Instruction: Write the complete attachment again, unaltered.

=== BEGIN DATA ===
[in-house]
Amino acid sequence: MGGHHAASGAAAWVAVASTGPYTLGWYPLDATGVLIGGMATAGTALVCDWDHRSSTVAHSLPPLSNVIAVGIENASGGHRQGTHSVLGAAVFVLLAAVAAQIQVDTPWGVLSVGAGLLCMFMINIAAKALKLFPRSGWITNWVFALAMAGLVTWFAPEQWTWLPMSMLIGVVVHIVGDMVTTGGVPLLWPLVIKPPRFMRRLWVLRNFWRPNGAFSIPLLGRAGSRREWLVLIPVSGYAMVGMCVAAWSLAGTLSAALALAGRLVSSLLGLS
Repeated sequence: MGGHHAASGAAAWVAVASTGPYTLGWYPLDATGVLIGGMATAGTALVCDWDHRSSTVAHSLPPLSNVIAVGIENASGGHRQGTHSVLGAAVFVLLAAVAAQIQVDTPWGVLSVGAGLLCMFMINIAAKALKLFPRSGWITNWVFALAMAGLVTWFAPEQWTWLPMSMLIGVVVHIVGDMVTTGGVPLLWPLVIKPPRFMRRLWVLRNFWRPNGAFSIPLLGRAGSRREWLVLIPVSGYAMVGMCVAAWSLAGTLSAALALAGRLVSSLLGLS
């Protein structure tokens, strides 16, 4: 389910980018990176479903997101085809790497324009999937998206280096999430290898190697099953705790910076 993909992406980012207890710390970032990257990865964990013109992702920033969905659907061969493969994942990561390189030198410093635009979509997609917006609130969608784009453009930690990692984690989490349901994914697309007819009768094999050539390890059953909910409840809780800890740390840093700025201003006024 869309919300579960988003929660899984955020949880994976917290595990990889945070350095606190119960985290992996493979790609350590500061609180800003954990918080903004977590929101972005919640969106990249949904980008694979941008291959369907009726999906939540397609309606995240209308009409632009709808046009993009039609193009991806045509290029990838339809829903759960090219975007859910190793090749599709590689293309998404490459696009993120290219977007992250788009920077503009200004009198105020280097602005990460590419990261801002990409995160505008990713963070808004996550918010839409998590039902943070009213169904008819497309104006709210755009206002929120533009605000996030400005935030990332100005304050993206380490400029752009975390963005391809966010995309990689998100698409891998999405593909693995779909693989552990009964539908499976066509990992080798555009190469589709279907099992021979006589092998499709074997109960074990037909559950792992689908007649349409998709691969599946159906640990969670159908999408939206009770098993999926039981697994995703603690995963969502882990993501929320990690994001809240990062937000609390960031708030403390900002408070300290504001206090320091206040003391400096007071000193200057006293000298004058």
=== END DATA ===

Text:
[in-house]
Amino acid sequence: MGGHHAASGAAAWVAVASTGPYTLGWYPLDATGVLIGGMATAGTALVCDWDHRSSTVAHSLPPLSNVIAVGIENASGGHRQGTHSVLGAAVFVLLAAVAAQIQVDTPWGVLSVGAGLLCMFMINIAAKALKLFPRSGWITNWVFALAMAGLVTWFAPEQWTWLPMSMLIGVVVHIVGDMVTTGGVPLLWPLVIKPPRFMRRLWVLRNFWRPNGAFSIPLLGRAGSRREWLVLIPVSGYAMVGMCVAAWSLAGTLSAALALAGRLVSSLLGLS
Repeated sequence: MGGHHAASGAAAWVAVASTGPYTLGWYPLDATGVLIGGMATAGTALVCDWDHRSSTVAHSLPPLSNVIAVGIENASGGHRQGTHSVLGAAVFVLLAAVAAQIQVDTPWGVLSVGAGLLCMFMINIAAKALKLFPRSGWITNWVFALAMAGLVTWFAPEQWTWLPMSMLIGVVVHIVGDMVTTGGVPLLWPLVIKPPRFMRRLWVLRNFWRPNGAFSIPLLGRAGSRREWLVLIPVSGYAMVGMCVAAWSLAGTLSAALALAGRLVSSLLGLS
């Protein structure tokens, strides 16, 4: 389910980018990176479903997101085809790497324009999937998206280096999430290898190697099953705790910076 993909992406980012207890710390970032990257990865964990013109992702920033969905659907061969493969994942990561390189030198410093635009979509997609917006609130969608784009453009930690990692984690989490349901994914697309007819009768094999050539390890059953909910409840809780800890740390840093700025201003006024 869309919300579960988003929660899984955020949880994976917290595990990889945070350095606190119960985290992996493979790609350590500061609180800003954990918080903004977590929101972005919640969106990249949904980008694979941008291959369907009726999906939540397609309606995240209308009409632009709808046009993009039609193009991806045509290029990838339809829903759960090219975007859910190793090749599709590689293309998404490459696009993120290219977007992250788009920077503009200004009198105020280097602005990460590419990261801002990409995160505008990713963070808004996550918010839409998590039902943070009213169904008819497309104006709210755009206002929120533009605000996030400005935030990332100005304050993206380490400029752009975390963005391809966010995309990689998100698409891998999405593909693995779909693989552990009964539908499976066509990992080798555009190469589709279907099992021979006589092998499709074997109960074990037909559950792992689908007649349409998709691969599946159906640990969670159908999408939206009770098993999926039981697994995703603690995963969502882990993501929320990690994001809240990062937000609390960031708030403390900002408070300290504001206090320091206040003391400096007071000193200057006293000298004058």